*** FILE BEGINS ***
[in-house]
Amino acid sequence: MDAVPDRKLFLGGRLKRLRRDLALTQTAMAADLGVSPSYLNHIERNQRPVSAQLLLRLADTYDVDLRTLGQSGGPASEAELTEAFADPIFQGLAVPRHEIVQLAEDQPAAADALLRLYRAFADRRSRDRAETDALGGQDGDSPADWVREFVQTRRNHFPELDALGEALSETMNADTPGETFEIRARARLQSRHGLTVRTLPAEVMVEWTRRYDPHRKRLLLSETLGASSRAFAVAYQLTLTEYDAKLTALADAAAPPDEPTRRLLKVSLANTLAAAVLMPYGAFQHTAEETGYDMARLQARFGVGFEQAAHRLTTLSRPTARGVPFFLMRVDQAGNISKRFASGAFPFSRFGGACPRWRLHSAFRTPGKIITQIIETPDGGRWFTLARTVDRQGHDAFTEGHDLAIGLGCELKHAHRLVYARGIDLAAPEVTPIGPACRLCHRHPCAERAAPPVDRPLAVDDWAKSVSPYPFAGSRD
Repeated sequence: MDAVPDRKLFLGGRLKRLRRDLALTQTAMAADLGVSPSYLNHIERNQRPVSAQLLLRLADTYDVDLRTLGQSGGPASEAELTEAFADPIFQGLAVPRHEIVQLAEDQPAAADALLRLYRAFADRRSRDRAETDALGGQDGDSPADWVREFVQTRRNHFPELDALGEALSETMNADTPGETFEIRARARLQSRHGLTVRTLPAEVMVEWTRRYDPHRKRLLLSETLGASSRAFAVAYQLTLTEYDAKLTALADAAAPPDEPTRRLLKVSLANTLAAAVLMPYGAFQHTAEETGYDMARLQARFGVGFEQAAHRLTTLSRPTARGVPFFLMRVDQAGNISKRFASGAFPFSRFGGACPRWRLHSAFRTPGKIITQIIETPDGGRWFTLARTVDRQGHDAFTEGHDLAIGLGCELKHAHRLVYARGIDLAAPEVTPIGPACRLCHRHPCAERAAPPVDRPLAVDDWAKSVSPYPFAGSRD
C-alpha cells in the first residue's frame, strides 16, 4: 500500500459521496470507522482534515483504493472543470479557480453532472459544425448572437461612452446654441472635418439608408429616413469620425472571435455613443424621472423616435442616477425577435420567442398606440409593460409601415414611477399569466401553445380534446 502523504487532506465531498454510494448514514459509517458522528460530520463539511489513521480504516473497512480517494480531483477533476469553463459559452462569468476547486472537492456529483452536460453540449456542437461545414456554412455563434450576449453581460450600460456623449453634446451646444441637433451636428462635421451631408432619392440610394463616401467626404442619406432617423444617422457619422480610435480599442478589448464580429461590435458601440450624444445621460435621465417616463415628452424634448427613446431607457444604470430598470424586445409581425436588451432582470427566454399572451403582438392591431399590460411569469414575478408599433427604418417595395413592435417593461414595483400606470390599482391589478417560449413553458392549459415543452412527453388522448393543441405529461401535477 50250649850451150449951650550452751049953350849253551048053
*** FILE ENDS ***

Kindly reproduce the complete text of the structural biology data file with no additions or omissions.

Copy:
[in-house]
Amino acid sequence: MDAVPDRKLFLGGRLKRLRRDLALTQTAMAADLGVSPSYLNHIERNQRPVSAQLLLRLADTYDVDLRTLGQSGGPASEAELTEAFADPIFQGLAVPRHEIVQLAEDQPAAADALLRLYRAFADRRSRDRAETDALGGQDGDSPADWVREFVQTRRNHFPELDALGEALSETMNADTPGETFEIRARARLQSRHGLTVRTLPAEVMVEWTRRYDPHRKRLLLSETLGASSRAFAVAYQLTLTEYDAKLTALADAAAPPDEPTRRLLKVSLANTLAAAVLMPYGAFQHTAEETGYDMARLQARFGVGFEQAAHRLTTLSRPTARGVPFFLMRVDQAGNISKRFASGAFPFSRFGGACPRWRLHSAFRTPGKIITQIIETPDGGRWFTLARTVDRQGHDAFTEGHDLAIGLGCELKHAHRLVYARGIDLAAPEVTPIGPACRLCHRHPCAERAAPPVDRPLAVDDWAKSVSPYPFAGSRD
Repeated sequence: MDAVPDRKLFLGGRLKRLRRDLALTQTAMAADLGVSPSYLNHIERNQRPVSAQLLLRLADTYDVDLRTLGQSGGPASEAELTEAFADPIFQGLAVPRHEIVQLAEDQPAAADALLRLYRAFADRRSRDRAETDALGGQDGDSPADWVREFVQTRRNHFPELDALGEALSETMNADTPGETFEIRARARLQSRHGLTVRTLPAEVMVEWTRRYDPHRKRLLLSETLGASSRAFAVAYQLTLTEYDAKLTALADAAAPPDEPTRRLLKVSLANTLAAAVLMPYGAFQHTAEETGYDMARLQARFGVGFEQAAHRLTTLSRPTARGVPFFLMRVDQAGNISKRFASGAFPFSRFGGACPRWRLHSAFRTPGKIITQIIETPDGGRWFTLARTVDRQGHDAFTEGHDLAIGLGCELKHAHRLVYARGIDLAAPEVTPIGPACRLCHRHPCAERAAPPVDRPLAVDDWAKSVSPYPFAGSRD
C-alpha cells in the first residue's frame, strides 16, 4: 500500500459521496470507522482534515483504493472543470479557480453532472459544425448572437461612452446654441472635418439608408429616413469620425472571435455613443424621472423616435442616477425577435420567442398606440409593460409601415414611477399569466401553445380534446 502523504487532506465531498454510494448514514459509517458522528460530520463539511489513521480504516473497512480517494480531483477533476469553463459559452462569468476547486472537492456529483452536460453540449456542437461545414456554412455563434450576449453581460450600460456623449453634446451646444441637433451636428462635421451631408432619392440610394463616401467626404442619406432617423444617422457619422480610435480599442478589448464580429461590435458601440450624444445621460435621465417616463415628452424634448427613446431607457444604470430598470424586445409581425436588451432582470427566454399572451403582438392591431399590460411569469414575478408599433427604418417595395413592435417593461414595483400606470390599482391589478417560449413553458392549459415543452412527453388522448393543441405529461401535477 50250649850451150449951650550452751049953350849253551048053